A popular scarecrow-themed event has been given a COVID twist.
For the past five years, Art’s Nursery’s in Port Kells has hosted an annual Scarecrow Festival in mid-September, a one-day event – including hayrides and food vendors – that kicks off their multi-week fall fundraiser designed to help charity while also getting people in the Halloween spirit.
Well, COVID has caused general manager Rebecca Van Der Zalm and her team at Art’s to re-invent this year’s event.
“Due to COVID-19, our annual event has significantly changed,” she said. For instance, instead of hosting a one-day scarecrow party (that would have happened today, Saturday, Sept. 19), they are inviting families to take a scarecrow stroll between now and Hallow’s Eve.
“We’re rethinking fall. Thinking of it in a different way,” she said. “And I actually think it’s going to be more popular than we thought.”
There are still going to be more than 50 “creative and crazy” scarecrows – sponsored by local companies – that will be displayed throughout the 10-plus acre site – mostly in the outdoor sections of the nursery – during that time.
“These were not your average scarecrows,” Van Der Zalm said, noting there are space aliens, video game characters, cartoon fish, and superheroes, just to name a few. She and the team were putting them in place Friday night, after closing.
The scarecrows will remain on display seven days a week, between 9 a.m. to 6 p.m., any-day, until Halloween, allowing people to visit at their leisure.
“This will allow for social distancing and other safety pre-cautions, while still maintaining the spirit of the event,” Van Der Zalm said.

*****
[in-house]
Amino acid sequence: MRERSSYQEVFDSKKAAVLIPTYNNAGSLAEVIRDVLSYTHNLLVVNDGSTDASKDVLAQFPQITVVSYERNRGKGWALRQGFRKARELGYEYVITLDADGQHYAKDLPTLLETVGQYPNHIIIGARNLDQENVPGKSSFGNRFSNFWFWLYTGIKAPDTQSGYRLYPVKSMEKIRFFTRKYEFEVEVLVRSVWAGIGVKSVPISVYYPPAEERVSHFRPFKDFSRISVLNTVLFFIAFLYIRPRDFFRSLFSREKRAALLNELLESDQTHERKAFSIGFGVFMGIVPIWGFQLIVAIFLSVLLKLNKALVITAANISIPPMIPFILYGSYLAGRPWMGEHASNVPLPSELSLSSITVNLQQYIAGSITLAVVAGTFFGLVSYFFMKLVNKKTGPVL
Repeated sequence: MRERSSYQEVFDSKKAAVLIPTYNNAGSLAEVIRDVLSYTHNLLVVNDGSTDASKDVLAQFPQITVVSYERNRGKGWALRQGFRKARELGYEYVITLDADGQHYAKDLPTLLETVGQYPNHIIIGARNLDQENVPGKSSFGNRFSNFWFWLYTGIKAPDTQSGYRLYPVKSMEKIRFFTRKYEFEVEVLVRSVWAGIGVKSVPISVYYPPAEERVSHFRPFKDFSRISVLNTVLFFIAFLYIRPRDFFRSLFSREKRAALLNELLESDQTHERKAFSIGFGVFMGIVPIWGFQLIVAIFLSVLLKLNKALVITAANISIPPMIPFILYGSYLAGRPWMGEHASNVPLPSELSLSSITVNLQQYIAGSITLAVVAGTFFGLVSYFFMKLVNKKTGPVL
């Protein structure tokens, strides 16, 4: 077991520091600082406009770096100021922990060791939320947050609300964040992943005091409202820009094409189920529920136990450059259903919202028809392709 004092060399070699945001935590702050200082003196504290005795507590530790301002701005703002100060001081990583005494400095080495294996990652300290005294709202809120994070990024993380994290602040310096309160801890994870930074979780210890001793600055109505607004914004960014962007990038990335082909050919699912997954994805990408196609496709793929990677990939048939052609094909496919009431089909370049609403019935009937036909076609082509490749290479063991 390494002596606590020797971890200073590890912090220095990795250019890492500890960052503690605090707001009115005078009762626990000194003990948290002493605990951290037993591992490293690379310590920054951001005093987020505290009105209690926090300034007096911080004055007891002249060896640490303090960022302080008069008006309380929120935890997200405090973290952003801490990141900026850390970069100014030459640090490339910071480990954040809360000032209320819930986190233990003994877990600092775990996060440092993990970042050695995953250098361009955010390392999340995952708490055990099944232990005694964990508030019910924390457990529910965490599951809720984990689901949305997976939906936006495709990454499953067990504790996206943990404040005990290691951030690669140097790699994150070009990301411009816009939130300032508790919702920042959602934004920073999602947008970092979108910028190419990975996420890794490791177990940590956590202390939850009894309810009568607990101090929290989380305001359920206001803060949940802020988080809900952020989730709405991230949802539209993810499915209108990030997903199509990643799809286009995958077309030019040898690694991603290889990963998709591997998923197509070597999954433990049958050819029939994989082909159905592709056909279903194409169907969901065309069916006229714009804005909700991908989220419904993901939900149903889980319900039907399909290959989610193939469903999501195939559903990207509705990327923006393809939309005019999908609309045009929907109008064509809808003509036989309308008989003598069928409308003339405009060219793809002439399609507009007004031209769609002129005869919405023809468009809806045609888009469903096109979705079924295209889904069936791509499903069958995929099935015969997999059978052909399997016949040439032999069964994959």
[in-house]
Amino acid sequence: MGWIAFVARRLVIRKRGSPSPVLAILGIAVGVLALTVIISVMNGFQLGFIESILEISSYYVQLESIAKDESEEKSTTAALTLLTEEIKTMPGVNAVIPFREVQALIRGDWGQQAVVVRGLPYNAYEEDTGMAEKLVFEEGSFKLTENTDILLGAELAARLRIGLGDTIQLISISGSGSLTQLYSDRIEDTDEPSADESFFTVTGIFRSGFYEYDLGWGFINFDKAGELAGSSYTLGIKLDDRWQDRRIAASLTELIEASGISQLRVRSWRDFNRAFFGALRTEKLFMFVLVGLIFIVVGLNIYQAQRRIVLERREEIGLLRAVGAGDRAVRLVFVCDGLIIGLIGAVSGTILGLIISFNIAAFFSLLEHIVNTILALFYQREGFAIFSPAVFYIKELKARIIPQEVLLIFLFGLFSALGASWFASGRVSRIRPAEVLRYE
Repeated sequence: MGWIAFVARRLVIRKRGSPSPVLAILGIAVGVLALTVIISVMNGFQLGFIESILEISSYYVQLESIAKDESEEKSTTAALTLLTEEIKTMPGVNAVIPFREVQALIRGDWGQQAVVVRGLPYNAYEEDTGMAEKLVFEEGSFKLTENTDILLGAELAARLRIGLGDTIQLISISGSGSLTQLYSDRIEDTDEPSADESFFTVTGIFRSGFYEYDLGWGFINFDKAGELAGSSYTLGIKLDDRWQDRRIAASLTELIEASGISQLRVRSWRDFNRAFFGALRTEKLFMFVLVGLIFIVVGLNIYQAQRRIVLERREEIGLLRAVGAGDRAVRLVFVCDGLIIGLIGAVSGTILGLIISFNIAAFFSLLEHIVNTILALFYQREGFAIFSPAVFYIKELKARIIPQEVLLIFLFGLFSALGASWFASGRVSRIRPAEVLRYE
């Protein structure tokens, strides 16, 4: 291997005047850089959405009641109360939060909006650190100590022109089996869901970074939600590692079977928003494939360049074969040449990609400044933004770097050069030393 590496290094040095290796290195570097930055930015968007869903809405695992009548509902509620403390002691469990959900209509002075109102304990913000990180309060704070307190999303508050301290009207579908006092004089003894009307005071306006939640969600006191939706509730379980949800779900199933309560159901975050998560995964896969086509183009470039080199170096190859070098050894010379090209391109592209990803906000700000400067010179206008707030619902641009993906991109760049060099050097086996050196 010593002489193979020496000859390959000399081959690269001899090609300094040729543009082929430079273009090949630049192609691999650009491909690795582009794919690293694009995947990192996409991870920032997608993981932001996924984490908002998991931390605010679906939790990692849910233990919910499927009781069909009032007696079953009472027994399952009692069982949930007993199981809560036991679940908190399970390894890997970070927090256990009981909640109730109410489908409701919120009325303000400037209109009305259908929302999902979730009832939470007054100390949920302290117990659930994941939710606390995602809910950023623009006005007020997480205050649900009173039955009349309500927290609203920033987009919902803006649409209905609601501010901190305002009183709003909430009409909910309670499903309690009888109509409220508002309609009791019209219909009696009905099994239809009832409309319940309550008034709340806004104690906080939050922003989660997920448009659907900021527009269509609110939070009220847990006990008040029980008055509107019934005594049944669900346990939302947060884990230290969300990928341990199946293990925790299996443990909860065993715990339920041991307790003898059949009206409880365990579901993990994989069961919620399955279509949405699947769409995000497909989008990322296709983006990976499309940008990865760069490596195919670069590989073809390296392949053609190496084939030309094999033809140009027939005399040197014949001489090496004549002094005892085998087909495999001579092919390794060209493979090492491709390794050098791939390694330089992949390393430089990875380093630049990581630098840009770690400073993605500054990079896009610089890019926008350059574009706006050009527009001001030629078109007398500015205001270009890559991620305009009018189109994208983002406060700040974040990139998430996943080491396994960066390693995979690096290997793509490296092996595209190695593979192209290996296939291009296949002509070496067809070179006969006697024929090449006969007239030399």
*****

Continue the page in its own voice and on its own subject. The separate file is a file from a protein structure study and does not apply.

In addition to continuing the scarecrow displays, Art’s is bringing back its Pop-Up-Pumpkin Patch. Returning for its second year, this feature is actually expected to grow for 2020, Van Der Zalm said.
This is an undercover playground of sorts with a dry selection of gorgeous gourds where kids can play and have fun in a safe and clean way, without getting wet and muddy, Van Der Zalm said. Thanks to the creativity of her staff, this display is also an area where many families stop for a photo opp.
Access to the patch will be managed with a limited number of people allowed into the area at any one time. Other safety and sanitation protocols will also be in place.
Scarecrow building still possible – but at home
In past, Art’s Nursery also raised money for charity with its by-donation scarecrow building program.
“In previous years, our hugely popular Build-A-Crow scarecrow building station dominated the event and the vast majority of our fundraising efforts,” Van Der Zalm said. “Unfortunately, this portion of the event is simply not possible given social distancing guidelines. Instead, we are making scarecrow building kits available for purchase.”
Because of COVID, this year, kids cannot come and build a scarecrow.
“Unfortunately, it’s not possible to do this in a safe, socially-distant way this year,” she added. So instead, about 300 DIY scarecrow kits have been made up and are available for purchase online or in-store. They’ll make up more kits, if the demand continues, Van Der Zalm said, noting there were more than 600 builds on site last year.
“It’s simply not make and take this year, it’s take and make,” Van Der Zalm said.
“Although we will miss the madness and mayhem of scarecrow building season, we anticipate that families will keep the spirit alive and enjoy the experience in the safety of their own home,” she added, always appreciating the excitement among the kids and adults alike.
Part proceeds from the kits, plus a portion of the sponsorship money, will go to support three area organizations and charities: Orphaned Wildlife Rehabilitation Society, Langley Inclusion Society, and The Versatiles.
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